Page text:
The energy regulator has threatened Britain's Big Six energy firms with action if they don't simplify prices.
Ofgem, often considered a toothless regulator, also accuses them of hiking household prices too quickly when wholesale prices – what power firms pay for their energy – rise but failing to cut them by the same rate when they fall (see the Cheap Gas & Electricity guide).
However, it has stopped short of demanding price cuts or the cessation of price rises though it is investigating Scottish Power as it is concerned the firm may be overcharging consumers who do not pay by direct debit.
If British Gas, EDF, Eon, Npower, Scottish & Southern and Scottish Power fail to "engage constructively" with Ofgem during the eight-week investigation period they will be referred to the Competition Commission which has the power to break companies up.
Ofgem chairman chief executive Alistair Buchanan says: "Energy companies have failed to play it straight with consumers.
"Consumers have told us energy suppliers' prices are too complicated. That is why we are planning to sweep away this complexity so prices are fully exposed to allow easy price comparisons. We are also backing these reforms with a tough approach to enforcement.
"Consumers must have confidence that energy companies are playing fair at a time when they are being asked to foot the £200 billion bill to pay for the investment Britain needs to ensure secure and sustainable energy supplies."
Ofgem's chief concern is that there is a lack of competition because of complex pricing.
Many firms charge more for the first set of units a household uses than the rest, in addition to a standing charge which is effectively the price to rent the pipes.
Ofgem wants firms to have one unit price and to have one tariff per payment method (such as direct debit or paying on receipt of bill). It says this would help consumers compare deals.
It wants a ban on suppliers automatically locking consumers into a new fixed term contract when their present one expires.
Ofgem also accuses the Big Six of raising prices in response to rising costs more quickly than they reduced them when costs fell. Prices rose by up to 9% during winter.
In particular, the Big Six usually make more profit from customers who take only their electricity or gas as a single fuel product from the provider which previously had a monopoly in their area, giving these firms a huge advantage over other suppliers.
The regulator believes consumers should be given more information about how retail prices relate to suppliers' costs.
Ofgem wants the leading firms to sell off up to a fifth of their electricity output in a move to "break the stranglehold" they have over the market.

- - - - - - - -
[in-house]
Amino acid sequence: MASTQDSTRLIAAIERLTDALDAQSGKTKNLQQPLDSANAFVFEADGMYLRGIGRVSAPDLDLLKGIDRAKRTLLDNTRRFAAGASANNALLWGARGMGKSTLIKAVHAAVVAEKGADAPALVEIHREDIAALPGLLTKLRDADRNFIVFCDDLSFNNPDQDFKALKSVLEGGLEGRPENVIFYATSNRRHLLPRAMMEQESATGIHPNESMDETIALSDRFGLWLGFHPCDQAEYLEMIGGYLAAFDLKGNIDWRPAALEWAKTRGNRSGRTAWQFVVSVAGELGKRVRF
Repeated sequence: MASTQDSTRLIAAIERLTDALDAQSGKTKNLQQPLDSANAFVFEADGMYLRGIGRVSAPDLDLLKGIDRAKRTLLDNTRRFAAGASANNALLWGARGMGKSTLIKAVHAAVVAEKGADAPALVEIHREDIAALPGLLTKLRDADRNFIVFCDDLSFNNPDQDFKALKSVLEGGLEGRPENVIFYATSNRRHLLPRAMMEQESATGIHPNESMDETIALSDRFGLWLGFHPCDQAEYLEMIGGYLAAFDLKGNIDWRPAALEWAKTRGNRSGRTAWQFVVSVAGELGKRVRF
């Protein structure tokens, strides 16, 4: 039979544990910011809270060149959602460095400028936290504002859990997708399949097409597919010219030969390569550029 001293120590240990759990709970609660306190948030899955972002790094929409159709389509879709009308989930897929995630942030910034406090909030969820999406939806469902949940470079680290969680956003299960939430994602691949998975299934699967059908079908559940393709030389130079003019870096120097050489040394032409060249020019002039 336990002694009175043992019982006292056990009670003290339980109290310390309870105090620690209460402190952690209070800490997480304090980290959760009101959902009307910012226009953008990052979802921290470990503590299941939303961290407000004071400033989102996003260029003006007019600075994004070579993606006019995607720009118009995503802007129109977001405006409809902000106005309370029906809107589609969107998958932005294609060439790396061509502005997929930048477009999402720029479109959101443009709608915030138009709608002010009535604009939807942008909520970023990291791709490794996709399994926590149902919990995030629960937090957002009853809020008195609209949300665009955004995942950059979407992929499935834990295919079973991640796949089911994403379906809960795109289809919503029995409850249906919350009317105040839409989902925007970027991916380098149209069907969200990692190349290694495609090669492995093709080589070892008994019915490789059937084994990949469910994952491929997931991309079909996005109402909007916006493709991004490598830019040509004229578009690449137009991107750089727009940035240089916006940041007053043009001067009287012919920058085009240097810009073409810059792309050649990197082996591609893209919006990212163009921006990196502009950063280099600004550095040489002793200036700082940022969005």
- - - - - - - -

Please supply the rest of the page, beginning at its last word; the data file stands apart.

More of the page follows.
The regulator also wants to give suppliers less freedom in how they interpret its rules by strengthening its conditions.
Will it work?
Martin Lewis, MoneySavingExpert.com creator, says: "It's important to remember an energy company's job isn't to keep us warm or prices low, it's to make money for its shareholders. After all, we sold them to the stock market twenty years ago.
"If we want fairness we need to rely on regulators and politicians, not the energy company chief execs.
"Ofgem has been a toothless tiger for years, but this morning it is finally growling. This is a serious attack on energy companies – and about time.
"It couldn't address the lack of transparency in pricing years ago. It introduced cumbersome annual statements when just forcing companies to put tariff details on their bill would've worked far better.
"Now the real question is whether Ofgem can stop the talk and walk the walk as a ballsy regulator backed up with strong political will."
Mike O’Connor, head of lobby group Consumer Focus, adds: "We welcome this explicit statement from Ofgem that the energy market is fundamentally failing consumers and that comprehensive and determined action is necessary to set it on the straight and narrow."
How to switch
While any change is still weeks, if not months away, you can still cut costs by comparing your tariff and switching, if necessary.
Anyone on their provider's standard tariff is almost certainly paying too much as the typical cost of such deals is around £1,100 a year whereas the cheapest online deals start at around £950.
To find the best tariff, compare the options available via a comparison site (see the Cheap Gas & Electricity guide).
The best deals are available to those who get their bills online and pay by monthly direct debit.
When switching, remember that when a firm describes its tariff as cheapest, it's based on an average and can vary massively depending on where you live.
The energy market is complicated so determining which is the cheapest provider for you depends on your location and how much power you use.
This is why a comparison, based on your circumstances, is key.
Further reading/Key links